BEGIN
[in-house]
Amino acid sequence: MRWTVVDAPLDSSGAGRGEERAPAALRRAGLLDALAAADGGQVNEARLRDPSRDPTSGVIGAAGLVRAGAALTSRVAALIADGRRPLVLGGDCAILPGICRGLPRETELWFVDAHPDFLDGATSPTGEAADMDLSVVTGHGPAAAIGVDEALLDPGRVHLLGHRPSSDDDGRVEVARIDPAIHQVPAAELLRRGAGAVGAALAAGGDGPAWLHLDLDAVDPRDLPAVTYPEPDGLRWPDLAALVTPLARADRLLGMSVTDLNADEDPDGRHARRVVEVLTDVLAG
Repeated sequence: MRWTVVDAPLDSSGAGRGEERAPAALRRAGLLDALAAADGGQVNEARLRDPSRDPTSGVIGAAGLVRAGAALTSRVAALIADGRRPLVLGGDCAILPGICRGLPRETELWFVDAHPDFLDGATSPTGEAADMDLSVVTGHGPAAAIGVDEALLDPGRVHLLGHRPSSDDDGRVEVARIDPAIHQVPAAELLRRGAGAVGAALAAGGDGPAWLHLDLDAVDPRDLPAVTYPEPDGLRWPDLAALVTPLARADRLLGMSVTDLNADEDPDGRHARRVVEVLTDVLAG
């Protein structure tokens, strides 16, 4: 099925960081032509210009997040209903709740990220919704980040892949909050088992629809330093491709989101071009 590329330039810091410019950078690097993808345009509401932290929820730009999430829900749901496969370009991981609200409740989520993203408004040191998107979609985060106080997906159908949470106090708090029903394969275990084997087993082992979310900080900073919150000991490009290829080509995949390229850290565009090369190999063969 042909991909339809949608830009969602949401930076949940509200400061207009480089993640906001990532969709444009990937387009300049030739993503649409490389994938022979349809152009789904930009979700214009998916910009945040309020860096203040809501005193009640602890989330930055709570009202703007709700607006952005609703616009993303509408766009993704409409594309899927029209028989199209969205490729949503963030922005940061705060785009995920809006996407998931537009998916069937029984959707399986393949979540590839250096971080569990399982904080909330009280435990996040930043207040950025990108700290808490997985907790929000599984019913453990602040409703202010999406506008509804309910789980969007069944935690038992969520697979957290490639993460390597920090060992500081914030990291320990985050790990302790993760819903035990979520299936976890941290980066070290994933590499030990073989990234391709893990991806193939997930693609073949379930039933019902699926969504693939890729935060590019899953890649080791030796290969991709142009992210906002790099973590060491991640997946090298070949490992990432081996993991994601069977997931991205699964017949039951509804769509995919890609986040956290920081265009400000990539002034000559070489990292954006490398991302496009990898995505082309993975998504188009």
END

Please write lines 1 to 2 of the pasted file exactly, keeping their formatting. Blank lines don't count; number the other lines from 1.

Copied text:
[in-house]
Amino acid sequence: MRWTVVDAPLDSSGAGRGEERAPAALRRAGLLDALAAADGGQVNEARLRDPSRDPTSGVIGAAGLVRAGAALTSRVAALIADGRRPLVLGGDCAILPGICRGLPRETELWFVDAHPDFLDGATSPTGEAADMDLSVVTGHGPAAAIGVDEALLDPGRVHLLGHRPSSDDDGRVEVARIDPAIHQVPAAELLRRGAGAVGAALAAGGDGPAWLHLDLDAVDPRDLPAVTYPEPDGLRWPDLAALVTPLARADRLLGMSVTDLNADEDPDGRHARRVVEVLTDVLAG